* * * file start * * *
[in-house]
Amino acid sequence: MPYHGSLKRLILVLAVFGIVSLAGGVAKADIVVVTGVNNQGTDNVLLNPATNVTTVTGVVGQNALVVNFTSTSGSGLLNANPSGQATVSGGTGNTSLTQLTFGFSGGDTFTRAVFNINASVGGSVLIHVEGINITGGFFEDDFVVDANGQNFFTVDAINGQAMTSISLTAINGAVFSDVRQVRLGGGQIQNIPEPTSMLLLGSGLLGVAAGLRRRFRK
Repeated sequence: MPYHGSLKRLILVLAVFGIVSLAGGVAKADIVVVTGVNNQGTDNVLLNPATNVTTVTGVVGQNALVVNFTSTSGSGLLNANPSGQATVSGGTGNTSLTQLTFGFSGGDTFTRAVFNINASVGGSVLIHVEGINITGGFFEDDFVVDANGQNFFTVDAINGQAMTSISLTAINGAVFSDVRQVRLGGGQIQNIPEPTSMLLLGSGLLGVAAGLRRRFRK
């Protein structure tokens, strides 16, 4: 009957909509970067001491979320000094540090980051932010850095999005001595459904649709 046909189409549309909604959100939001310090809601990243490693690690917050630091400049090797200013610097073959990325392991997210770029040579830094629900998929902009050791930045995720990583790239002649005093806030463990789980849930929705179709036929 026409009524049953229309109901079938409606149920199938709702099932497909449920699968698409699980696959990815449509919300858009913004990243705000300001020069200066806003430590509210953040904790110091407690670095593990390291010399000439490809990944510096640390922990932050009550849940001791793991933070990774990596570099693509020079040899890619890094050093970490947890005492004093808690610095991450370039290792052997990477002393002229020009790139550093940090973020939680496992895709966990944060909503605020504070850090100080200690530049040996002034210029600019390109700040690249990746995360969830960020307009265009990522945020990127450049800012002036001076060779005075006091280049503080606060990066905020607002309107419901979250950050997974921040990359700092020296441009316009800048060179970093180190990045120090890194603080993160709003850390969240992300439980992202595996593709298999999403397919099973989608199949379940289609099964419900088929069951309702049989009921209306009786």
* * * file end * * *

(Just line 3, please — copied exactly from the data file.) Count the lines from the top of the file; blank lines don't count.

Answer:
Repeated sequence: MPYHGSLKRLILVLAVFGIVSLAGGVAKADIVVVTGVNNQGTDNVLLNPATNVTTVTGVVGQNALVVNFTSTSGSGLLNANPSGQATVSGGTGNTSLTQLTFGFSGGDTFTRAVFNINASVGGSVLIHVEGINITGGFFEDDFVVDANGQNFFTVDAINGQAMTSISLTAINGAVFSDVRQVRLGGGQIQNIPEPTSMLLLGSGLLGVAAGLRRRFRK